Tuesday, June 17, 2014

Tuesday Poetry Stretch - Collections

Late again, I am. I spent the day yesterday cleaning house with my son. It's an end of the school year tradition. He goes through his books, "toys" (he's 13 now, so apparently I can't call them toys any longer) and other materials he's collected over the course of the year and offers them up for donation. A large box of books is going to teacher friends, the rest have gone to Freecycle.

I've done a lot of cleaning out over the last year, first as we downsized my mother to a 190 square foot room in a nursing home, and just recently as we've downsized my in-laws from a 3000+ square foot home to a retirement cottage of just over 1400 square feet. All this downsizing has made me realize how much "stuff" I have that I don't need. As hard as it is to let go of things, this "stuff" does not make my life. There is much I can and will gladly give away, but the collections? Now this is where I have difficulty.
  • I have a hefty stamp collection, but I have taken it to my office and now use it in my teaching. 
  • I have been collecting teapots (individual sizes) since my college days. I use one or two, but the rest sit on a shelf where I love to look at them. 
  • I have a large collection of of pottery I use in the kitchen. Most of these dishes only see the light of day a few times a year, but again, I have glass-front cabinets and love to see them.
  • My largest collection of items is books, and books I just can't bear to part with.
Do you have a collection? If it could talk, what would it say? What would you say about it? Let's write about collections this week. I hope you will join us. Please share a link to your poem or the poem itself in the comments.


  1. Oh crud. Okay, one more time!


    At night the collections quarrel
    across their shelves.

    “She likes us best,”
    the china plates clink,
    showing off hand-painted curves,
    swirls and whirls of bright paint
    from Italy, or English violets.
    They are not asked to cook,
    to bear cherries and grapes.
    Their faces are round as suns.
    They color the cabinet.

    The dolls are antiques, lifting
    their heads with Victorian pride.
    “We are better than you,”
    they say, astonished
    by the audacity of the china.
    Their lace cuffs and collars
    are gardens with rows
    of fragile flowers. Children
    are not allowed to touch them.
    Only to look and think with awe
    of great-grandmothers.

    “You are made,” the little boxes
    tell the dolls, “but not as well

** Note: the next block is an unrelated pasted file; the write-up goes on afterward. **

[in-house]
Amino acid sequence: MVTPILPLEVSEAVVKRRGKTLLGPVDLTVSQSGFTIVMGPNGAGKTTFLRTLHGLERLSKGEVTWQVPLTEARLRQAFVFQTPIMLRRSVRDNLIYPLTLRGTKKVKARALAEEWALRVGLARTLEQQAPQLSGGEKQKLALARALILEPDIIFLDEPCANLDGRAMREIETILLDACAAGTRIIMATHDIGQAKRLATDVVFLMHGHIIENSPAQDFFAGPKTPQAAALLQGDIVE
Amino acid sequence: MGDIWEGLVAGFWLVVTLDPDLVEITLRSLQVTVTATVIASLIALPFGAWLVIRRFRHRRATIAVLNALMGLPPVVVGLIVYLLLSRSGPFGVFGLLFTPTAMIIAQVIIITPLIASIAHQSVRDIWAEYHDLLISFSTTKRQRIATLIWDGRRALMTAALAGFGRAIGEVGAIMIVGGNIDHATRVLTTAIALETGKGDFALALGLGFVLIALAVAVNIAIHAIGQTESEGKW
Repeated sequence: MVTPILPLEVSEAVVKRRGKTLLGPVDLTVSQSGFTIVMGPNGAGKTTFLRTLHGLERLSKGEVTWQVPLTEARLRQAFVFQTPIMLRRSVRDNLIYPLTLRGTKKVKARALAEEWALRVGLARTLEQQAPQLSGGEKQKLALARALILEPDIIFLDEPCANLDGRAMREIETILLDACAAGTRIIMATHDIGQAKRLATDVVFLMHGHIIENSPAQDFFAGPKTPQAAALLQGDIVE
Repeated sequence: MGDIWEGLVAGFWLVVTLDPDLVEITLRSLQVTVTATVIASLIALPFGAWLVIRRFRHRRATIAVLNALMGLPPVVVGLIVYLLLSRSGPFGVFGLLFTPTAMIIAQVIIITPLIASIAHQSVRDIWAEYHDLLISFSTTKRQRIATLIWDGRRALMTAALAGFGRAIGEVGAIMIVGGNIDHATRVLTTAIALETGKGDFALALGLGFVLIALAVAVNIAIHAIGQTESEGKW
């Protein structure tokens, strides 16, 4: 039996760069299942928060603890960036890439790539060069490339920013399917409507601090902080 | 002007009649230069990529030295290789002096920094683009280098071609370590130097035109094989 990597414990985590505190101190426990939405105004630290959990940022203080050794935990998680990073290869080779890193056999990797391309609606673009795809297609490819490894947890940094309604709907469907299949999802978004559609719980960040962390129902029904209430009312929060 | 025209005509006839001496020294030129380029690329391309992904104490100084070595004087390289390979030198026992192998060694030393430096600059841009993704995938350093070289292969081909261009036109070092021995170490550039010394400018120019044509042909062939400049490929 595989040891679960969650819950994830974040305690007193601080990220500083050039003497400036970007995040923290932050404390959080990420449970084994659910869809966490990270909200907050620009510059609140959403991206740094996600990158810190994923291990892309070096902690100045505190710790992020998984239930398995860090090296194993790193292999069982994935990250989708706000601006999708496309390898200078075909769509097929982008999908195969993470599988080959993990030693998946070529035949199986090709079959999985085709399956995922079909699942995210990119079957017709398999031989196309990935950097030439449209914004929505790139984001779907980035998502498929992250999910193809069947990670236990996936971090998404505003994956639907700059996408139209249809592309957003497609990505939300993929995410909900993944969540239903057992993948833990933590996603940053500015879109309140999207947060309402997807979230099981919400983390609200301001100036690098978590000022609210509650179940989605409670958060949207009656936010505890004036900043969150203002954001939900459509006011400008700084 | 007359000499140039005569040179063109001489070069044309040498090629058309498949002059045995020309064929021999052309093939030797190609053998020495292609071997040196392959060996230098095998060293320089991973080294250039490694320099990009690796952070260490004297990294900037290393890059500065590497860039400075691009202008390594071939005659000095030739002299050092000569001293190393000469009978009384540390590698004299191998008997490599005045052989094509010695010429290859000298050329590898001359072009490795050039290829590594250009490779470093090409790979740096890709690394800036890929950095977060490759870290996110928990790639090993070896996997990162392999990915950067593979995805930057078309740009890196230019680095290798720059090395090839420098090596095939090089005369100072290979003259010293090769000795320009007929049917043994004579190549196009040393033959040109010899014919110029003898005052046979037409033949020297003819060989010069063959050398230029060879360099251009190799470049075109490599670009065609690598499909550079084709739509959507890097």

as we are.” The boxes
    hold jewels, they hold secrets,
    they hold silver and gold.
    They are brass, wood, and stone.
    They are corners and grooves,
    small hinged lids, even hidden
    compartments fit for love letters.
    They are a convoluted crew.

    Only the shells
    do not join in. They murmur
    prayers to their goddess the sea,
    remembering snails like small sails.
    The seashells are as beautiful
    as geishas. They are not collected.
    They are lost far from home,
    small temples of sorrow.
    They do not know how they gleam.
    The only thing that gleams
    for them is the memory of water.

    At night the collections quarrel.
    Except for the shells.

    —Kate Coombs, 2014
    all rights reserved

  2. Wonderful poem, Kate! Thanks for sharing that. I collect books as well but am starting to let go of some. It's about time. Thanks for the kick in the pants.

  3. The Earrings Argue

    Though they live on the same shelf,
    earrings do not get along.
    You can hear them at night,
    their voices tight with anger.
    There are always holes
    in their arguments,
    They drop names,
    calculate the weight
    of ears, spit out
    the numbers of carets,
    measure heft
    and pearls.

    They may be cousins,
    tribal, but they do not fight
    necklaces or bracelets,
    and always feel
    anklets are well below them.

    When the sun comes up
    they go silent,
    sulking downward,
    dreaming of zircons
    delivering lead.

    ©2014 Jane Yolen all rights reserved

    A book with a faded gray cover and torn pages that are being
    held on to the spine thanks to weak glue and inspiration
    flop next to a pristine silver 1st edition classic.
    They stare at each other.
    “They love us more than you,” said classic to torn pages.
    “No they don’t,” said torn pages,
    “When was the last time they read you?”
    “We’re too valuable to be read,”
    “That’s warped logic, what’s the point in owning a book if you don’t read it?”
    “Money, prestige.”
    “Good lord you’re conceited, money’s not the be to end all.”
    Both are picked up and placed in a bin titled For the Library.
    Classic starts pleading “No, no don’t do this to me.”
    Torn pages is thrilled, “Cool, more people are going to read my story.”
    “I don’t want to be read, I want to be admired.”
    “Trust me, you’ll be fine. Matter of fact, I already know what your stories about.”
    “What’s that?”

    Dust coated, uncracked
    On library shelf they plead
    Please, please open us.

    (c) Charles Waters 2014 all rights reserved.